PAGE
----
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Austria wins 2014 Eurovision song contest – Finland 11th

Conchita Wurst, the bearded drag queen, won the 2014 Eurovision Song Contest last night with a rousing ballad. Finland’s entry Softengine put in a good showing, nabbing 11th place after all the votes were tallied – the 2nd best placement in Finnish history.

Conchita Wurst pokaalin kanssa.
Itävallan edustaja Conchita Wurst poseerasi kuvaajille lehdistötilaisuudessa finaalin jälkeen. Image: Jonathan Nackstrand / AFP

Austria won the Eurovision Song Contest last in 1996. This year it secured a landslide victory, with Wurst's song Rise Like a Phoenix receiving the top 12 points from nearly half of the voting countries for a total of 290 points. The Netherlands came in second with 238 points, and Sweden took third place with 218.

Finland just missed a spot in the top ten, receiving points from 16 different countries. Norway gave Finland’s performance the most votes, awarding seven. Softengine’s song Something Better, took in a total of 72 points.

This was enough to give Finland 11th place, its best placement since Lordi’s Hard Rock Hallelujah won the contest in 2006.

“Gaining 11th place is a victory for us! Thanks to everyone for your encouragement and support. It was an awesome gig, we gave it our all and it felt great. Now starts the real work, we have a tough line-up of gigs through the summer and we will release a second single soon,” said the group’s singer Topi Latukka.

The 2014 competition took place in Copenhagen, with Ukraine’s representative Maria Yaremchuck putting in the first performance. Finland’s song was 18th on the roster and viewers and critics agree that it went off well. After all 26 songs were presented the voting began, ending at around 12:30 in the morning Finnish time.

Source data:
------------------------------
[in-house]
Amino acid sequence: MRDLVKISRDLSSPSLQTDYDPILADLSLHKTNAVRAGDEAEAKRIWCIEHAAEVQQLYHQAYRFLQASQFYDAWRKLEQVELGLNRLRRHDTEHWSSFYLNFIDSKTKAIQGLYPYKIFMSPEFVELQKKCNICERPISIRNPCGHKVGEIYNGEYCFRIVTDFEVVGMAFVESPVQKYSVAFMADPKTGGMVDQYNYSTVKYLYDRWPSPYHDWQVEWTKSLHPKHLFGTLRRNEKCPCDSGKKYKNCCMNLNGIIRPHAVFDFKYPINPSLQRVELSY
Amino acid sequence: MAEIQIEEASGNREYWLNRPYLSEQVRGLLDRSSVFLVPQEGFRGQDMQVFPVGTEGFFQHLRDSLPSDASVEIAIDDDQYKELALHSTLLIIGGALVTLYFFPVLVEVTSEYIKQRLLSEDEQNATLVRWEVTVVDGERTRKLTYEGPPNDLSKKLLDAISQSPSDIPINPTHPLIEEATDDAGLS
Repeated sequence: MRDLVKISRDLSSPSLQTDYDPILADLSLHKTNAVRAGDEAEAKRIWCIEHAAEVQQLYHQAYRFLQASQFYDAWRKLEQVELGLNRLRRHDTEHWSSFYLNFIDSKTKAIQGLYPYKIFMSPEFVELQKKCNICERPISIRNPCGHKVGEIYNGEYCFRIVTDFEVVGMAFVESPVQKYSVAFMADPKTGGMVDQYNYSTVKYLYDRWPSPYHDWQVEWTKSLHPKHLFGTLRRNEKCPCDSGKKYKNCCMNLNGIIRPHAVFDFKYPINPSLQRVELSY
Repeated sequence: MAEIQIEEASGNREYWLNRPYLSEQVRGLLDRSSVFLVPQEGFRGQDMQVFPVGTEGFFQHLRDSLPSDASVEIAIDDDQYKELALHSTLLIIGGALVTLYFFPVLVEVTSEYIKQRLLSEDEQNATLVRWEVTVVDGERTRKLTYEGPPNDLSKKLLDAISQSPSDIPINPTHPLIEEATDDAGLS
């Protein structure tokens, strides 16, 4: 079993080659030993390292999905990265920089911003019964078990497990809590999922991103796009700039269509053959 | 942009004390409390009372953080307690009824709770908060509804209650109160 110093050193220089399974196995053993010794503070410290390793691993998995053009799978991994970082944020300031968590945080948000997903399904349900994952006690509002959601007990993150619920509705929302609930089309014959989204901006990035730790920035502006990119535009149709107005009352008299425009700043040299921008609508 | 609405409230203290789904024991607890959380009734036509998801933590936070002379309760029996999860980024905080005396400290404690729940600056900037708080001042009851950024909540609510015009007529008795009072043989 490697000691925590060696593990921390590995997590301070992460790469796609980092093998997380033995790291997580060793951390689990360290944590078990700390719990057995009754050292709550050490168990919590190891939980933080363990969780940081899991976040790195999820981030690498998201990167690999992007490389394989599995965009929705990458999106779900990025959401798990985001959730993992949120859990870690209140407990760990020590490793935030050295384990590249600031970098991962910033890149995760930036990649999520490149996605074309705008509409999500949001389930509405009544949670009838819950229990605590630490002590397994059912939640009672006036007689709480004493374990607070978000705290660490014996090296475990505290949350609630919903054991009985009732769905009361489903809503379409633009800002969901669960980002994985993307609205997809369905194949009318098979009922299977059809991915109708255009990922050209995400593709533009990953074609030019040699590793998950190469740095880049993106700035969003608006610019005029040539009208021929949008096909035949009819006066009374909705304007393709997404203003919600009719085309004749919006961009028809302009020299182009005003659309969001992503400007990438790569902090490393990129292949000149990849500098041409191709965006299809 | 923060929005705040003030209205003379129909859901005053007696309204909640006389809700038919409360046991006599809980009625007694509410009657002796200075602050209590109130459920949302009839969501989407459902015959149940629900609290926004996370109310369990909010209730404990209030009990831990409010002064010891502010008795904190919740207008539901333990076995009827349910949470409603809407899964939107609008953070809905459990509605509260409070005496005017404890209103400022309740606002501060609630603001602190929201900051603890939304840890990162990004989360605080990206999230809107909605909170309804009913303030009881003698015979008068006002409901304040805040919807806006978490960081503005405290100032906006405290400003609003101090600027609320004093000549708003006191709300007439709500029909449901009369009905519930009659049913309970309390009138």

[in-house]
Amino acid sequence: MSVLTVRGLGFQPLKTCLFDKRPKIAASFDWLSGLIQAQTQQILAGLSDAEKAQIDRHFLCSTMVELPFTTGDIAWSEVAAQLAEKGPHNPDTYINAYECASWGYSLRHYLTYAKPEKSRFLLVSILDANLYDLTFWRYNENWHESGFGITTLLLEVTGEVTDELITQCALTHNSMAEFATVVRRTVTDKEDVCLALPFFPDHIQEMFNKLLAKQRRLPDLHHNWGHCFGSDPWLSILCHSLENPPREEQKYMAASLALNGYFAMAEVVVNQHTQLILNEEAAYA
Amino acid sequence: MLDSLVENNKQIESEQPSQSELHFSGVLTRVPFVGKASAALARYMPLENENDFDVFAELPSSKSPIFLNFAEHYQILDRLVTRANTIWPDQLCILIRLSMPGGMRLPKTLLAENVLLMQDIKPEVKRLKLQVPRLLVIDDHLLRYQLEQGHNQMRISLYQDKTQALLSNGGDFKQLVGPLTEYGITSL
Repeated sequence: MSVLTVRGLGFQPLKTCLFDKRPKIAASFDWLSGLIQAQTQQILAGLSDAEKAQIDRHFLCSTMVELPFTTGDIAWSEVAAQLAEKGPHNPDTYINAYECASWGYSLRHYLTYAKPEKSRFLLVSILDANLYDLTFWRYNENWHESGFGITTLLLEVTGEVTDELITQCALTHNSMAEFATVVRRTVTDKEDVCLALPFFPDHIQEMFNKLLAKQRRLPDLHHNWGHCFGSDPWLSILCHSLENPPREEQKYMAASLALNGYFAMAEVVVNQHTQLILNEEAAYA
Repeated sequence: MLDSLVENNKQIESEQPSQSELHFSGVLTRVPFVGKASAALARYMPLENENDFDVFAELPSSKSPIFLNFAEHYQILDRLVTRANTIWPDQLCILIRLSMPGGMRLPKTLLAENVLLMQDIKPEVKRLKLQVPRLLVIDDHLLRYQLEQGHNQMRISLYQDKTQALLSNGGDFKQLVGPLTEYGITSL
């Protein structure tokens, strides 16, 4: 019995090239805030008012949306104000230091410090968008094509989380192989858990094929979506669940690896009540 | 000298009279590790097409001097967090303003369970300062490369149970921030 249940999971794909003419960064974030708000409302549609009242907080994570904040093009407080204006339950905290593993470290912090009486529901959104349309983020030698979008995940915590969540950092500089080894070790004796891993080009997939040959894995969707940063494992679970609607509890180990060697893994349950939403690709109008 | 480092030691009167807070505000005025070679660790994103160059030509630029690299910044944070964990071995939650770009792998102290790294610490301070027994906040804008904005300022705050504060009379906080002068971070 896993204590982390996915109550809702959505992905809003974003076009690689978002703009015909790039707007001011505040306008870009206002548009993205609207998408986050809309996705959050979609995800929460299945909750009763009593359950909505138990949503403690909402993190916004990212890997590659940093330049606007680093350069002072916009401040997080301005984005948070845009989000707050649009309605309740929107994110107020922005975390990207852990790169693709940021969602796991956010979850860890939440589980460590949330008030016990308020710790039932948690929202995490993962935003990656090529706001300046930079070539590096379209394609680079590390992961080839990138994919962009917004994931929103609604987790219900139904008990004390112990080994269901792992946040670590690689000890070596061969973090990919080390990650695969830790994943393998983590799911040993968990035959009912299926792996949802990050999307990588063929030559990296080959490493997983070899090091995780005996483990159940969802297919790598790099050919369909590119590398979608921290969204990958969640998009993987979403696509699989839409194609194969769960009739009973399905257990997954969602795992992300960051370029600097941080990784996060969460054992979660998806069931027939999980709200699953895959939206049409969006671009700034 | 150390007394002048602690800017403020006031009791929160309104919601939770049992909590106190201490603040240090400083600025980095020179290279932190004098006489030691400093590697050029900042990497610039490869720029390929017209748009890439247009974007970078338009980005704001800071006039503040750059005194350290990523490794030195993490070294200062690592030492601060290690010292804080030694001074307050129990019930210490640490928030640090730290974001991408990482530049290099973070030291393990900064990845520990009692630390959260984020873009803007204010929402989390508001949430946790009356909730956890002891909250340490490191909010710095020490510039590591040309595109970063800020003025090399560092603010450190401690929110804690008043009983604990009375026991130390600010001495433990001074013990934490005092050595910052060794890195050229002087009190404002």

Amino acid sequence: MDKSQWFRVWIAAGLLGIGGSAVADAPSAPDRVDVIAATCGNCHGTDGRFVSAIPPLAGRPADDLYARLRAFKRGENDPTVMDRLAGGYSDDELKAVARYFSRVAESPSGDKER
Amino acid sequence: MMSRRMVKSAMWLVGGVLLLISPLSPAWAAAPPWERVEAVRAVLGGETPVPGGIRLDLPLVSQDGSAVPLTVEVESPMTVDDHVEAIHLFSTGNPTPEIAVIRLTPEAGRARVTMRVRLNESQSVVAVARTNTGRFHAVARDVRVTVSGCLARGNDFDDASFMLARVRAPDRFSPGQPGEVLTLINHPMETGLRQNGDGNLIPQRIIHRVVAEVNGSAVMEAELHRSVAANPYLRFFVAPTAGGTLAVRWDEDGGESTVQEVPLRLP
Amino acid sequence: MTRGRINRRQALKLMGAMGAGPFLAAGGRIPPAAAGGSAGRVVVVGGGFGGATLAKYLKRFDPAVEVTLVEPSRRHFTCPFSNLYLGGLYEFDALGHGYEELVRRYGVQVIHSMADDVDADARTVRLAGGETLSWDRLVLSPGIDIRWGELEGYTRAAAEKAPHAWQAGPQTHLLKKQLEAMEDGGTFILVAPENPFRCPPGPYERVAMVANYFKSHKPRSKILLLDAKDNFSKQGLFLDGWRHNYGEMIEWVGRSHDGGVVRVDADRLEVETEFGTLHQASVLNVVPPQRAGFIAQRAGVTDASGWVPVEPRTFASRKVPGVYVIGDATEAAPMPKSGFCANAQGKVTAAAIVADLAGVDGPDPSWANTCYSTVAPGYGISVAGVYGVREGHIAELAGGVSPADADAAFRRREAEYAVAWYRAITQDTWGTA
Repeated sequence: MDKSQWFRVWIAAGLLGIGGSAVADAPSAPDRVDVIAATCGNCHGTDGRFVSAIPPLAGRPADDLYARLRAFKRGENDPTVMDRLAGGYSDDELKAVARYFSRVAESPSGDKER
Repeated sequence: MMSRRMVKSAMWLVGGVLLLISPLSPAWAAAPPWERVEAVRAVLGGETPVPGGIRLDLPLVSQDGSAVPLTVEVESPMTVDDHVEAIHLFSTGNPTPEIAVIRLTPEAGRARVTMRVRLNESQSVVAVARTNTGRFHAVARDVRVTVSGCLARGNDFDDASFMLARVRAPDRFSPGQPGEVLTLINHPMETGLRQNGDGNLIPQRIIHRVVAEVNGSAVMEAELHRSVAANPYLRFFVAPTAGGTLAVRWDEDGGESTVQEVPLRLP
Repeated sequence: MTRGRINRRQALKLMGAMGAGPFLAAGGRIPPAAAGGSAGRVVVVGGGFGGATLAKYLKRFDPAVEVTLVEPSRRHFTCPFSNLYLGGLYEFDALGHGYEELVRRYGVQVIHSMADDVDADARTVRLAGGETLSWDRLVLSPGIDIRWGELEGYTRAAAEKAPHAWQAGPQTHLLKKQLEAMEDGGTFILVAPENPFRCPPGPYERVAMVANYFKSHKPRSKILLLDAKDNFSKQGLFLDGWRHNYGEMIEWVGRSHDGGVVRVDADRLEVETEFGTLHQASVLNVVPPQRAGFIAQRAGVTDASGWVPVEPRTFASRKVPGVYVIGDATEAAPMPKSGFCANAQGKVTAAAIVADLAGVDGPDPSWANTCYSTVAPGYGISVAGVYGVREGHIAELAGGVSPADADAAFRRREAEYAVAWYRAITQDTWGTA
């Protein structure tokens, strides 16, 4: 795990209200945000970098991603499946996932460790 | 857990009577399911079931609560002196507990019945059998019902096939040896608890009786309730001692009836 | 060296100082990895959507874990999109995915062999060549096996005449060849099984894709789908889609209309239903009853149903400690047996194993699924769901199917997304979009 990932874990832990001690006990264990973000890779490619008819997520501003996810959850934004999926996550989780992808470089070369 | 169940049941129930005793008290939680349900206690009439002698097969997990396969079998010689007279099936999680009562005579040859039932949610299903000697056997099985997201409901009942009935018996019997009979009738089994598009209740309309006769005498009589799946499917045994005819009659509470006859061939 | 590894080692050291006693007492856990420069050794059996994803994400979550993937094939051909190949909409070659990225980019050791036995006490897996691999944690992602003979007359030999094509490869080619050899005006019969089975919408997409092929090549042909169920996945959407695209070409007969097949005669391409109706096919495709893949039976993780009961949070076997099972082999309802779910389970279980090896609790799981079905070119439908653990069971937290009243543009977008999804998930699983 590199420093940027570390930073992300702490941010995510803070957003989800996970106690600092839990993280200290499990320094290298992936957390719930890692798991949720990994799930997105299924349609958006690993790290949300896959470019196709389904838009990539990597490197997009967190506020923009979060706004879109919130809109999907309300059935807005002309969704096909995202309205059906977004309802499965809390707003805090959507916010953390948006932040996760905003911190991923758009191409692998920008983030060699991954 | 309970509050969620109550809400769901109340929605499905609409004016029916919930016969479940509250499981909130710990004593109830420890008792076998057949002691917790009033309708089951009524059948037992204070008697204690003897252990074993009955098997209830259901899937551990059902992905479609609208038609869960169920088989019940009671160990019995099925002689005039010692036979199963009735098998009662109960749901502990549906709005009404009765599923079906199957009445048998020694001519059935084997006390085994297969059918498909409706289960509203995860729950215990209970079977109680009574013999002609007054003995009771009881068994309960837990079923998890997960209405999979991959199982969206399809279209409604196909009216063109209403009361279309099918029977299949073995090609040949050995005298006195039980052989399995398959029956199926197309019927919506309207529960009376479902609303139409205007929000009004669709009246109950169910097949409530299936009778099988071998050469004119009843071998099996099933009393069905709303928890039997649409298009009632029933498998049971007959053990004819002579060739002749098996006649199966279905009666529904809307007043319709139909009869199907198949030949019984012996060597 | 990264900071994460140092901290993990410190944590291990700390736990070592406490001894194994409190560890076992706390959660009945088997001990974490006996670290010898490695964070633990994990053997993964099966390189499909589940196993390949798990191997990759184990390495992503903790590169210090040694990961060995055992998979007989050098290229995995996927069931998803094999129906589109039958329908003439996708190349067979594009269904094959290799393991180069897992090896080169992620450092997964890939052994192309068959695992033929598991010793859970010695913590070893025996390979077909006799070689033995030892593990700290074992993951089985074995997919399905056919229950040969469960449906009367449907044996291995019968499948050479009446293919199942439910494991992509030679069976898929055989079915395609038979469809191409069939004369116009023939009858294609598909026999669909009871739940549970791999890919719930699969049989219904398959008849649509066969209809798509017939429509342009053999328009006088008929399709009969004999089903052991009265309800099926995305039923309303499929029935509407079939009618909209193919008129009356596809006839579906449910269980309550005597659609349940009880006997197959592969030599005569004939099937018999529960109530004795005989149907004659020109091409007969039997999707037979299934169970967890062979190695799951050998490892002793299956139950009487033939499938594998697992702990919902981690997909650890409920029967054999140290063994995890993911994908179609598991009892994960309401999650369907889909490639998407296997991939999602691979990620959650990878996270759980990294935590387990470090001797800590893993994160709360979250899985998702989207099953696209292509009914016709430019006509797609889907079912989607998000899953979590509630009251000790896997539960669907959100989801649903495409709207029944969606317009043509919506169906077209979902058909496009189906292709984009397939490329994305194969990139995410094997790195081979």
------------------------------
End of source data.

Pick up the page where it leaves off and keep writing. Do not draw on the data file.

Wurst has thick skin

The winner, Conchita Wurst, real name Tom Neuwirth, dedicated the night to everyone who believes in a future of peace and freedom. Many people were critical of Wurst’s involvement in the contest and opponents in Russia, Belarus and Armenia petitioned their country’s media to not show Wurst’s performance in the TV broadcast. Wurst said that the win was also a win for tolerance and a slap in the face for Europe’s homophobes.

“I’ve got thick skin. Funny that a little hair on my face can cause so much excitement,” said Wurst. “I don’t know if he [Putin] is watching this now, but if so, I’ll say it: ‘We’re unstoppable.”

Points awarded to and by Russia were booed by the crowd throughout the night. Finland’s top points, announced by the Finnish rapper Lasse Mellberg aka Redrama, went to Austria.

The Eurovision Song Contest has been arranged annually since 1956. Over 180 million people from 45 countries watched the 2014 broadcast last night.

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